4 Signs You Are Ready For Your First Fight

When boxers start to get serious about their training, there’s one question that comes up.

“When will I be ready to fight?”.

If you’re starting to wonder how to gauge if you’re ready to get in the ring and compete, then read on.

4 signs you're ready for your first fight

Before you think about competing, you first need to ask yourself if you have what it takes to succeed in the ring.

Anyone can learn a few combinations and hit the heavy bag and pads a few days a week.

Boxers ready to compete need to be persistent, adaptable, and quick to learn. 
They don’t skip training sessions. 

And they listen to their coach, even if they don’t like what the coach says. The top contenders will be the ones who are not just dedicated athletes, but also coachable and excellent listeners.

If you think you’ve got the mentality to compete, here are some ways to tell when you’re ring-ready.

Your Coach Says You’re Ready

A good coach will provide you with complete honesty in their assessments of you. Your coach works with you, day in and day out, pushing you to improve while observing your performance and deciding what to tweak.

A good coach has no stake in the game and only wants to see you succeed long-term. 

If your coach says you’re ready, then you probably are.

If your coach says you need to train some more, then you aren’t ready. 

And if you don’t have a coach, then you need to go back to last week’s post and work on finding one.

Never enter the ring unless a professional coach has agreed that it’s a good time for you to do so.

You Pass Specific Endurance Thresholds

To stand up against another trained fighter in the ring you need to possess excellent endurance. 

At the beginning of your training, you and your coach should have set up some specific physical fitness targets to aim for as signs of competition readiness. Some of these goals can be measured objectively.

For example, you might need to be able to run a certain distance under a certain time. 

Jumping rope is another great indicator of endurance for fighters. For example, you should be able to jump rope for a half hour without stopping.

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There are lots of different ways to measure your level of conditioning. It will be up to you and your coach to set realistic goals that you can work toward.

Other thresholds aren’t metric-based and will likely be based on your coach’s assessment.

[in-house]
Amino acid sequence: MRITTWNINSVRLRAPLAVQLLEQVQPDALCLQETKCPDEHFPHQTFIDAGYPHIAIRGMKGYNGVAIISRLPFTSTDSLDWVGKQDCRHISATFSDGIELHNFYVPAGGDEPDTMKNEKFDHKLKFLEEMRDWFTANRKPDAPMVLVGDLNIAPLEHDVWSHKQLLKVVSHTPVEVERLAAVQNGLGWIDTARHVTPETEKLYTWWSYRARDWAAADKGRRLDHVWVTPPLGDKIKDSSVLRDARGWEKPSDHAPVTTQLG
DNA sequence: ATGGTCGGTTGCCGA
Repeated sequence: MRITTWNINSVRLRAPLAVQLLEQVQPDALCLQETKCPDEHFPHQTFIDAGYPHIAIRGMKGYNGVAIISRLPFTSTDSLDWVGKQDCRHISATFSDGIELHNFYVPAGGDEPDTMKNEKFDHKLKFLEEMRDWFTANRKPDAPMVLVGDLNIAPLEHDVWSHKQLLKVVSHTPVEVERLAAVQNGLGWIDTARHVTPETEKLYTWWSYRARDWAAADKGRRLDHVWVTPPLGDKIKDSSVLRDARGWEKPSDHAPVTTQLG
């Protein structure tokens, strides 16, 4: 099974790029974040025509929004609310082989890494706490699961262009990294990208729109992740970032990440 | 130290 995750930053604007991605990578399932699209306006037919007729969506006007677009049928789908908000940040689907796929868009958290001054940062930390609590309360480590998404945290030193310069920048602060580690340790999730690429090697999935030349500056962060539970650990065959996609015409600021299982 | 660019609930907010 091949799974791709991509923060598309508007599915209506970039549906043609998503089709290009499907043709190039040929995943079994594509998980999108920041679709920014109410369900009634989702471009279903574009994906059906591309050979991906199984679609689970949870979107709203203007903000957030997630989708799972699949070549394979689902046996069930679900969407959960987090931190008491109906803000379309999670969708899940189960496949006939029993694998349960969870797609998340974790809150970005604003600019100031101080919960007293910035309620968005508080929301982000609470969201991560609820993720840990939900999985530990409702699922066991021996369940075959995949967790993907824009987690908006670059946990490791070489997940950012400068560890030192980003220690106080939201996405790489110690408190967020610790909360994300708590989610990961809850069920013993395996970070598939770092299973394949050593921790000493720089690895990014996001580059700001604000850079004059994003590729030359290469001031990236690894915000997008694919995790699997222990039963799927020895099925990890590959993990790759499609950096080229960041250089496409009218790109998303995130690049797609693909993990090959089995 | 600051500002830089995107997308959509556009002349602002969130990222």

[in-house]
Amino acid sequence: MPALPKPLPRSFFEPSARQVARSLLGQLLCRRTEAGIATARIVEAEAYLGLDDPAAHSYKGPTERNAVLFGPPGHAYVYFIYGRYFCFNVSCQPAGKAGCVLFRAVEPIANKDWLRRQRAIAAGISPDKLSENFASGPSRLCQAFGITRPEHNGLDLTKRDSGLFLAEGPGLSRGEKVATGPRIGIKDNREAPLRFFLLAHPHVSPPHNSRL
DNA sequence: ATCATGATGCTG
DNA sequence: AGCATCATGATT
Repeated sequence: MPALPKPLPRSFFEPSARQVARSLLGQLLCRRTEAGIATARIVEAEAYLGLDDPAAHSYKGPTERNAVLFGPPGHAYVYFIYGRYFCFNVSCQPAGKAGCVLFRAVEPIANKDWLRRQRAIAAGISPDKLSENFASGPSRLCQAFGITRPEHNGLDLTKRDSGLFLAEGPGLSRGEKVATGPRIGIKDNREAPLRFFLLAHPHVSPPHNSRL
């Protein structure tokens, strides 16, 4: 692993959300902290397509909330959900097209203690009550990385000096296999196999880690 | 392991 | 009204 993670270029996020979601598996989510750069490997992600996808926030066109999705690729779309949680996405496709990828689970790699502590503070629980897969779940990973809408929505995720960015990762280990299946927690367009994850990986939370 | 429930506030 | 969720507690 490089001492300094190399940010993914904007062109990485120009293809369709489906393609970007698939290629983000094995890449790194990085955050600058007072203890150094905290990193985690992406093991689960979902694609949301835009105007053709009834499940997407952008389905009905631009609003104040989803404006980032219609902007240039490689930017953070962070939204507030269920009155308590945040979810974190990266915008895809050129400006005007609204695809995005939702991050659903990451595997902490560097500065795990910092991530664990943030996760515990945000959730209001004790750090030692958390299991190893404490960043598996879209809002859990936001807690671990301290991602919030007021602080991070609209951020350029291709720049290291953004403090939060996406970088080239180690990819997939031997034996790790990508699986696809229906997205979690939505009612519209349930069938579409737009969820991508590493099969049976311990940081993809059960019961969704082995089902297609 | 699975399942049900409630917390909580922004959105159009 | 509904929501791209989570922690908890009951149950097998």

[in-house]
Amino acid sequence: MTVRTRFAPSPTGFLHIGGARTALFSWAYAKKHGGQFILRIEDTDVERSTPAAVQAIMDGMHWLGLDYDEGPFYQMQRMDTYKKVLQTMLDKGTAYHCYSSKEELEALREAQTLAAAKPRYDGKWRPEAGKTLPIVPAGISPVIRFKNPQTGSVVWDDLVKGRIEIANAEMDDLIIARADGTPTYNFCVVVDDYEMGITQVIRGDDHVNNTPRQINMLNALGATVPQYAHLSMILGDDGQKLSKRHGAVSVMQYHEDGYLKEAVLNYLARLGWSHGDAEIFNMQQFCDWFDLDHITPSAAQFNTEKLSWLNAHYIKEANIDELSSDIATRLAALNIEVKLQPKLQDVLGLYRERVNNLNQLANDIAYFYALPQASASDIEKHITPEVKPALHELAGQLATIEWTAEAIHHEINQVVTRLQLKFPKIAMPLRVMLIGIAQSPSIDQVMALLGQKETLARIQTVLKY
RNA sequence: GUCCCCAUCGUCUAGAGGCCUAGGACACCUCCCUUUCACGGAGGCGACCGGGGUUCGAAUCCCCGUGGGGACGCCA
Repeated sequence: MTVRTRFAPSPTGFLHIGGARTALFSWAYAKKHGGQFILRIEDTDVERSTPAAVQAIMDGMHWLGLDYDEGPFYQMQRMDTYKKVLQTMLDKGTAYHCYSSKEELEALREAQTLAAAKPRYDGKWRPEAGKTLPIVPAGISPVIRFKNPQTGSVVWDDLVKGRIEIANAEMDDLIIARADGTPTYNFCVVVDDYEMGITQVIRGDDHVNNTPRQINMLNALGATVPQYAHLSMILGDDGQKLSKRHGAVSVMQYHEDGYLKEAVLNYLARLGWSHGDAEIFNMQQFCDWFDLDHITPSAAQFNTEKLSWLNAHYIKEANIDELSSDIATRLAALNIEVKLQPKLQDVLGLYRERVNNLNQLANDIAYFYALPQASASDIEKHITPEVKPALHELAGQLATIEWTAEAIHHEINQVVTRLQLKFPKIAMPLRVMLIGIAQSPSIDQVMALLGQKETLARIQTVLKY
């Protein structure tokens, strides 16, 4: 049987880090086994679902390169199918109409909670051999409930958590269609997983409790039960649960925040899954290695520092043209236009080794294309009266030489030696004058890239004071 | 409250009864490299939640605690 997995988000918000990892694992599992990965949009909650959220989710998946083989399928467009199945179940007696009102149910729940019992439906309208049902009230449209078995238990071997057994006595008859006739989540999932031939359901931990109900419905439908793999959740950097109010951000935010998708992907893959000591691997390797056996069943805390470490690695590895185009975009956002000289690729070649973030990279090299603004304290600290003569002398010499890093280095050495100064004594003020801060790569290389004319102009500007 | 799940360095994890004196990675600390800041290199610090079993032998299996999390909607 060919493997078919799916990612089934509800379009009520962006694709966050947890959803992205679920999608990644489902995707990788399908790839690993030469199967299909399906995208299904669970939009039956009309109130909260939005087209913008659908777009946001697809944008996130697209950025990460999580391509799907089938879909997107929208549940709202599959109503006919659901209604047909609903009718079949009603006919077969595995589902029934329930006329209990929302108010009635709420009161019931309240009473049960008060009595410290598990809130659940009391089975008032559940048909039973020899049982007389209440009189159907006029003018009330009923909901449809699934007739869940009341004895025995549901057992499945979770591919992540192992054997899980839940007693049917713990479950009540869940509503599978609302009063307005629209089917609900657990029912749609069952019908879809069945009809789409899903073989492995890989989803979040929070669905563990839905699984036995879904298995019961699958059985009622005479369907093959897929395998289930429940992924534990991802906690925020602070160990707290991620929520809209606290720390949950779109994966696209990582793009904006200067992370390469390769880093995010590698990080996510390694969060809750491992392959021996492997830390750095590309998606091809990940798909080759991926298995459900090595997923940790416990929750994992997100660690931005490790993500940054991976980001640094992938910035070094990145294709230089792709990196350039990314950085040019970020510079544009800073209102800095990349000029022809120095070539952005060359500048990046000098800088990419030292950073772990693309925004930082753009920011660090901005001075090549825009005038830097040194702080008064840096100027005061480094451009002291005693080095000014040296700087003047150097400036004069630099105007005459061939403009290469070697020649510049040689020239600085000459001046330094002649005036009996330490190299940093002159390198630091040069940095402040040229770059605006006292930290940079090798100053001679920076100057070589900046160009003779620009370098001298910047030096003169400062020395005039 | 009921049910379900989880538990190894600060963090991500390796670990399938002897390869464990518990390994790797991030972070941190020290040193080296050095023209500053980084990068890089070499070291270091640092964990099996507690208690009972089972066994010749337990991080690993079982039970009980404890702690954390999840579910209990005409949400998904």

During sparring sessions, coaches are watching for more than just competence. They want to see that you aren’t getting sloppy and running out of gas before bouts end.

Are you executing your fundamentals as cleanly at the beginning of your session on the bag as at the end?

If you’re not, then it might be a sign that your conditioning might not be ready yet. 

This is why trusting in your coach or trainer is crucial. 

You’ve Demonstrated Your Abilities

So you’ve got the grit and determination to make it as a boxer. 

Your coach thinks you’re ready and you’ve met the specific endurance thresholds.

Next, you need to prove your readiness in the ring. You need to show that you are able to perform well - and, ideally, win - in various competition simulations before you head into a real-life match.

Your coach may set you up for sparring sessions similar to the real thing to help you master your technique and iron out any kinks.

Be prepared to demonstrate your abilities in multiple sparring sessions, and more, at the gym in the weeks leading up to the big fight.

You Feel Ready

Last, but not least, make sure to check in with yourself.

Do you feel fight-ready? Are you confident in your ability? 

Squaring off with the competition will take a serious physical toll on your body. 

You must feel 110 percent confident in what you can do both physically and mentally. 

Of course, soreness and bruises are part of the process, but ring-ready athletes should be able to get back to training relatively quickly after their first fight.

Meeting fitness-related goals and trusting the intuitions of your coach and yourself will get you where you need to be to compete. 

It’s also important not to confuse doubt with nerves, because nerves, fear, worry, anxiety, and self-doubt are a normal part of our survival mechanism. Our mind wants to keep us safe and that means staying in your comfort zone.

Every fighter has this response before a fight.

So if you feel confident, ready, and also nervous, know that it is completely normal.


If you’ve passed all of these milestones, then it’s time to start training - this is really happening!

If you really want to make a splash in your first fight, check out our list of helpful boxing articles here.

Train hard and we wish you the best of luck, let us know how you go!


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